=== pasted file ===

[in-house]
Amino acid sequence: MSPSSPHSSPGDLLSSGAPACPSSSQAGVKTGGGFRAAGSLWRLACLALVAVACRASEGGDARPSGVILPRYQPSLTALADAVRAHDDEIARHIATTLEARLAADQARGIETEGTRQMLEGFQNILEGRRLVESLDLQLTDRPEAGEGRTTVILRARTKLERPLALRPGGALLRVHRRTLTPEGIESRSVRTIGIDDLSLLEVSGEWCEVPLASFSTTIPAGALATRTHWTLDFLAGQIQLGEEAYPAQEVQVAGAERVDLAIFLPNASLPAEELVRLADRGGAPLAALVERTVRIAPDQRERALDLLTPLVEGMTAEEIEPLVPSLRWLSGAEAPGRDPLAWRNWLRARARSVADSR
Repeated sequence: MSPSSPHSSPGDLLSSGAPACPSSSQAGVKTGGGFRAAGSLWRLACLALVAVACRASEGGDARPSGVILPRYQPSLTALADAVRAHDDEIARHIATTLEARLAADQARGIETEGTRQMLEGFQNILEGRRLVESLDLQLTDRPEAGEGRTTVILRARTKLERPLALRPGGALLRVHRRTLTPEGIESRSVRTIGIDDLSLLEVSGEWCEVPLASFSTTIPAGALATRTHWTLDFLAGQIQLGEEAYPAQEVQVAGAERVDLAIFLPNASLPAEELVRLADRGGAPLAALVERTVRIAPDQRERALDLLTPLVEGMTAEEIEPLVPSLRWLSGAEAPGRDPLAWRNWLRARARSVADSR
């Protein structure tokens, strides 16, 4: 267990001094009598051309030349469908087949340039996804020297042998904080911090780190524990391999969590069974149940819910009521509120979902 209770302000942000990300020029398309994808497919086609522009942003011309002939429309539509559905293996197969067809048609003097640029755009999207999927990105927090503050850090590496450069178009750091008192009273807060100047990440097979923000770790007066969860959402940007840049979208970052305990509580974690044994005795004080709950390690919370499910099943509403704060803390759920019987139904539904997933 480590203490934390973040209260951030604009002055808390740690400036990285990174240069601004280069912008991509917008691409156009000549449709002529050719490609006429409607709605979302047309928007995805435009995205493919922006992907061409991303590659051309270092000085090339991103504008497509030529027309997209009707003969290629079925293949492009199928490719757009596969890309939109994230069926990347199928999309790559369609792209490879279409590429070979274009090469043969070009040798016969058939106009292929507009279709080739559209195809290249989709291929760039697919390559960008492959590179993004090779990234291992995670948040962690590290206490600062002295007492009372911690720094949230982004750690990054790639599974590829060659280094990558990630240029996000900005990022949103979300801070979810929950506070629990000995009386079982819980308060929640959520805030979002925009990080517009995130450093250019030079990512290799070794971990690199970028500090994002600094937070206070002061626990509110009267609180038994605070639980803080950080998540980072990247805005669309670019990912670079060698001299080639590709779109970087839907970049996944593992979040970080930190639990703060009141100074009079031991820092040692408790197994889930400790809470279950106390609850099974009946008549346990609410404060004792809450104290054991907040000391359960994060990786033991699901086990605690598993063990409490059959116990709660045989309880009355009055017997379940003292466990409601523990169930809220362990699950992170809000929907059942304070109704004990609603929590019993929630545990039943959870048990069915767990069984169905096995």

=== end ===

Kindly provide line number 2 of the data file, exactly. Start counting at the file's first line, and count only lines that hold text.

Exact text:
Amino acid sequence: MSPSSPHSSPGDLLSSGAPACPSSSQAGVKTGGGFRAAGSLWRLACLALVAVACRASEGGDARPSGVILPRYQPSLTALADAVRAHDDEIARHIATTLEARLAADQARGIETEGTRQMLEGFQNILEGRRLVESLDLQLTDRPEAGEGRTTVILRARTKLERPLALRPGGALLRVHRRTLTPEGIESRSVRTIGIDDLSLLEVSGEWCEVPLASFSTTIPAGALATRTHWTLDFLAGQIQLGEEAYPAQEVQVAGAERVDLAIFLPNASLPAEELVRLADRGGAPLAALVERTVRIAPDQRERALDLLTPLVEGMTAEEIEPLVPSLRWLSGAEAPGRDPLAWRNWLRARARSVADSR